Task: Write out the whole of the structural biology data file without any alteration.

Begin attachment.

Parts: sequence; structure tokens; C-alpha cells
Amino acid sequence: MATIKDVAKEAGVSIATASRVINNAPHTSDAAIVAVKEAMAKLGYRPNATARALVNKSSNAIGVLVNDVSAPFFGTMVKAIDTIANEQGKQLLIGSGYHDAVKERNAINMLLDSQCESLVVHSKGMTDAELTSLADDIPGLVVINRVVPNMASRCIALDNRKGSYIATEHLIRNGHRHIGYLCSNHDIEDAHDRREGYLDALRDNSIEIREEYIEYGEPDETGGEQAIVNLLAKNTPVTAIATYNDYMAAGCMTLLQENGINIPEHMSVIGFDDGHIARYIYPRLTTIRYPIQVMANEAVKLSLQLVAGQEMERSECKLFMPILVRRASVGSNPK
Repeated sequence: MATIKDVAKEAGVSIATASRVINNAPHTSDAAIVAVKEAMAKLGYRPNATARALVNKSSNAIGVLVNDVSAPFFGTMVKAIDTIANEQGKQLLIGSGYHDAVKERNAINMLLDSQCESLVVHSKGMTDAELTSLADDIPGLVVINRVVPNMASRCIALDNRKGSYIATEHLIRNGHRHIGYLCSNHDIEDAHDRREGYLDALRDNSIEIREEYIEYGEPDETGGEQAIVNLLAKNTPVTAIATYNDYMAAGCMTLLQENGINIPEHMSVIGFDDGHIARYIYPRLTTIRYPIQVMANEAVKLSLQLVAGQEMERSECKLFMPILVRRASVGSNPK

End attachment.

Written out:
Parts: sequence; structure tokens; C-alpha cells
Amino acid sequence: MATIKDVAKEAGVSIATASRVINNAPHTSDAAIVAVKEAMAKLGYRPNATARALVNKSSNAIGVLVNDVSAPFFGTMVKAIDTIANEQGKQLLIGSGYHDAVKERNAINMLLDSQCESLVVHSKGMTDAELTSLADDIPGLVVINRVVPNMASRCIALDNRKGSYIATEHLIRNGHRHIGYLCSNHDIEDAHDRREGYLDALRDNSIEIREEYIEYGEPDETGGEQAIVNLLAKNTPVTAIATYNDYMAAGCMTLLQENGINIPEHMSVIGFDDGHIARYIYPRLTTIRYPIQVMANEAVKLSLQLVAGQEMERSECKLFMPILVRRASVGSNPK
Repeated sequence: MATIKDVAKEAGVSIATASRVINNAPHTSDAAIVAVKEAMAKLGYRPNATARALVNKSSNAIGVLVNDVSAPFFGTMVKAIDTIANEQGKQLLIGSGYHDAVKERNAINMLLDSQCESLVVHSKGMTDAELTSLADDIPGLVVINRVVPNMASRCIALDNRKGSYIATEHLIRNGHRHIGYLCSNHDIEDAHDRREGYLDALRDNSIEIREEYIEYGEPDETGGEQAIVNLLAKNTPVTAIATYNDYMAAGCMTLLQENGINIPEHMSVIGFDDGHIARYIYPRLTTIRYPIQVMANEAVKLSLQLVAGQEMERSECKLFMPILVRRASVGSNPK